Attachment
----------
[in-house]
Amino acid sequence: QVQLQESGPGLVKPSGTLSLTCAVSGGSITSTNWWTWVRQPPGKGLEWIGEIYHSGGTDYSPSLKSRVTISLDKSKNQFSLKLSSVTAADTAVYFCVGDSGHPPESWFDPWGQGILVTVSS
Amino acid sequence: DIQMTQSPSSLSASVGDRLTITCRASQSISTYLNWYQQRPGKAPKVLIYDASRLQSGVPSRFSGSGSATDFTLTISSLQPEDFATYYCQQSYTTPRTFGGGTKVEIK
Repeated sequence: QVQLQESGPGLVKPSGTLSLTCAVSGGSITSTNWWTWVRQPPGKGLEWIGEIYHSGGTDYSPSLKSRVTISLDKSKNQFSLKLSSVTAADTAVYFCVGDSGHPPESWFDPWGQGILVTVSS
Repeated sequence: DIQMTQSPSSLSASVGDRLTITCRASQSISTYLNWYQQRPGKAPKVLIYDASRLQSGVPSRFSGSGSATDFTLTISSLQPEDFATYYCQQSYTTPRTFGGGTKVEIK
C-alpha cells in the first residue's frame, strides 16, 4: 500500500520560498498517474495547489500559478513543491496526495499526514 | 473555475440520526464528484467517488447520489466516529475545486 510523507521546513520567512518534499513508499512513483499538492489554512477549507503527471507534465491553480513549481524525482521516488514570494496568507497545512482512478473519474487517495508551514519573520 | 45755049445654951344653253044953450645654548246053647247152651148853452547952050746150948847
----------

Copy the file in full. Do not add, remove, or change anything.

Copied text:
[in-house]
Amino acid sequence: QVQLQESGPGLVKPSGTLSLTCAVSGGSITSTNWWTWVRQPPGKGLEWIGEIYHSGGTDYSPSLKSRVTISLDKSKNQFSLKLSSVTAADTAVYFCVGDSGHPPESWFDPWGQGILVTVSS
Amino acid sequence: DIQMTQSPSSLSASVGDRLTITCRASQSISTYLNWYQQRPGKAPKVLIYDASRLQSGVPSRFSGSGSATDFTLTISSLQPEDFATYYCQQSYTTPRTFGGGTKVEIK
Repeated sequence: QVQLQESGPGLVKPSGTLSLTCAVSGGSITSTNWWTWVRQPPGKGLEWIGEIYHSGGTDYSPSLKSRVTISLDKSKNQFSLKLSSVTAADTAVYFCVGDSGHPPESWFDPWGQGILVTVSS
Repeated sequence: DIQMTQSPSSLSASVGDRLTITCRASQSISTYLNWYQQRPGKAPKVLIYDASRLQSGVPSRFSGSGSATDFTLTISSLQPEDFATYYCQQSYTTPRTFGGGTKVEIK
C-alpha cells in the first residue's frame, strides 16, 4: 500500500520560498498517474495547489500559478513543491496526495499526514 | 473555475440520526464528484467517488447520489466516529475545486 510523507521546513520567512518534499513508499512513483499538492489554512477549507503527471507534465491553480513549481524525482521516488514570494496568507497545512482512478473519474487517495508551514519573520 | 45755049445654951344653253044953450645654548246053647247152651148853452547952050746150948847